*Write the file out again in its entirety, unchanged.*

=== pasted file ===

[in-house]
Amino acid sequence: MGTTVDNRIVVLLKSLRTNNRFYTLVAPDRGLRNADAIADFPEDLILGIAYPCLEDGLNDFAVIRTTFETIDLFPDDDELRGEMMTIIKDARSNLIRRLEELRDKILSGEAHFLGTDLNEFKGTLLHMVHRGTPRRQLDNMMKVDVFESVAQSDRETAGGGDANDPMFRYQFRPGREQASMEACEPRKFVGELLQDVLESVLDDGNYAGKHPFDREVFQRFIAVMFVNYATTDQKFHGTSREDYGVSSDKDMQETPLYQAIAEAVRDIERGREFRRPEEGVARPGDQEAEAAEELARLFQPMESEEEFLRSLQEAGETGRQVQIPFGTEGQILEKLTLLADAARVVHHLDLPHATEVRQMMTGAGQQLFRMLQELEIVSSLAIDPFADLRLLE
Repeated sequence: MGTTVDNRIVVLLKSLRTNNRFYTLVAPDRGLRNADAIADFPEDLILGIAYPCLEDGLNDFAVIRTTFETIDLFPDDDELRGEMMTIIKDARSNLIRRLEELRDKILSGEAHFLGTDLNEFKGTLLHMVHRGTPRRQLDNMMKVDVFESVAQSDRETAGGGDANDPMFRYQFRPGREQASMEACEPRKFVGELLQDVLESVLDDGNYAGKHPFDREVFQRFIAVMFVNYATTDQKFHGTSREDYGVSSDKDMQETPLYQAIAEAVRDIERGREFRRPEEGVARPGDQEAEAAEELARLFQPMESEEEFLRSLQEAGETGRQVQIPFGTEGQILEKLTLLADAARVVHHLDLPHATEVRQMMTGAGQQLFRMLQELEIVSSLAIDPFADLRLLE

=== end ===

[in-house]
Amino acid sequence: MGTTVDNRIVVLLKSLRTNNRFYTLVAPDRGLRNADAIADFPEDLILGIAYPCLEDGLNDFAVIRTTFETIDLFPDDDELRGEMMTIIKDARSNLIRRLEELRDKILSGEAHFLGTDLNEFKGTLLHMVHRGTPRRQLDNMMKVDVFESVAQSDRETAGGGDANDPMFRYQFRPGREQASMEACEPRKFVGELLQDVLESVLDDGNYAGKHPFDREVFQRFIAVMFVNYATTDQKFHGTSREDYGVSSDKDMQETPLYQAIAEAVRDIERGREFRRPEEGVARPGDQEAEAAEELARLFQPMESEEEFLRSLQEAGETGRQVQIPFGTEGQILEKLTLLADAARVVHHLDLPHATEVRQMMTGAGQQLFRMLQELEIVSSLAIDPFADLRLLE
Repeated sequence: MGTTVDNRIVVLLKSLRTNNRFYTLVAPDRGLRNADAIADFPEDLILGIAYPCLEDGLNDFAVIRTTFETIDLFPDDDELRGEMMTIIKDARSNLIRRLEELRDKILSGEAHFLGTDLNEFKGTLLHMVHRGTPRRQLDNMMKVDVFESVAQSDRETAGGGDANDPMFRYQFRPGREQASMEACEPRKFVGELLQDVLESVLDDGNYAGKHPFDREVFQRFIAVMFVNYATTDQKFHGTSREDYGVSSDKDMQETPLYQAIAEAVRDIERGREFRRPEEGVARPGDQEAEAAEELARLFQPMESEEEFLRSLQEAGETGRQVQIPFGTEGQILEKLTLLADAARVVHHLDLPHATEVRQMMTGAGQQLFRMLQELEIVSSLAIDPFADLRLLE